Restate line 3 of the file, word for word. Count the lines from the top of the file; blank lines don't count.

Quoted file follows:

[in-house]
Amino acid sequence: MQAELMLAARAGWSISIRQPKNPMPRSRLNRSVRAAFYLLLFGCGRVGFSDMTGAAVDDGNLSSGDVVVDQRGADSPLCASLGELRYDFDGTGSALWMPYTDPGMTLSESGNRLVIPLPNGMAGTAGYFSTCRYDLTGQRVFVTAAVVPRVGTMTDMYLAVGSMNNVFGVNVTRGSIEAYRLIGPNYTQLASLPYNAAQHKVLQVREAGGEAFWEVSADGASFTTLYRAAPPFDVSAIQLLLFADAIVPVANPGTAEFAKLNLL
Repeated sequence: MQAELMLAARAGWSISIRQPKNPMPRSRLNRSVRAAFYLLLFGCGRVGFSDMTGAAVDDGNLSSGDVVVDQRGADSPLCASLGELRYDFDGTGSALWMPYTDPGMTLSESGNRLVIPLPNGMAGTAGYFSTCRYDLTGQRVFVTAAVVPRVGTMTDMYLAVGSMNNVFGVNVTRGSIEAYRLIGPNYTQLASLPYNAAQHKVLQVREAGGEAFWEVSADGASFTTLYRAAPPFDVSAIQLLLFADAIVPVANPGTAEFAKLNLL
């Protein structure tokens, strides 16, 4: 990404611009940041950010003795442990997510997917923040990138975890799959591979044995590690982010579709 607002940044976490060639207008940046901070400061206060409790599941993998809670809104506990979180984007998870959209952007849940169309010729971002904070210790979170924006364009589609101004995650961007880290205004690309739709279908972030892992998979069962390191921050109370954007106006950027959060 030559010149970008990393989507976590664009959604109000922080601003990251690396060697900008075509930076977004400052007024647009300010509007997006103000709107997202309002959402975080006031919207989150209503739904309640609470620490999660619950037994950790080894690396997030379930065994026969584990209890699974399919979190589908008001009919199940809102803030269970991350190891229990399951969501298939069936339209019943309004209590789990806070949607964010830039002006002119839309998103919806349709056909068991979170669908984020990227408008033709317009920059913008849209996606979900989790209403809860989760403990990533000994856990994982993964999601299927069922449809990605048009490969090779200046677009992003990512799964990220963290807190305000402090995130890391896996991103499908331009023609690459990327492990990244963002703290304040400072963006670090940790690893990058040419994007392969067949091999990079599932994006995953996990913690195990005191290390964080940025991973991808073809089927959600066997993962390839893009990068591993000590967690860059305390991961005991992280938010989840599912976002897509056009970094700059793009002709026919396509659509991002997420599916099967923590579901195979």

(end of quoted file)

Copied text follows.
Repeated sequence: MQAELMLAARAGWSISIRQPKNPMPRSRLNRSVRAAFYLLLFGCGRVGFSDMTGAAVDDGNLSSGDVVVDQRGADSPLCASLGELRYDFDGTGSALWMPYTDPGMTLSESGNRLVIPLPNGMAGTAGYFSTCRYDLTGQRVFVTAAVVPRVGTMTDMYLAVGSMNNVFGVNVTRGSIEAYRLIGPNYTQLASLPYNAAQHKVLQVREAGGEAFWEVSADGASFTTLYRAAPPFDVSAIQLLLFADAIVPVANPGTAEFAKLNLL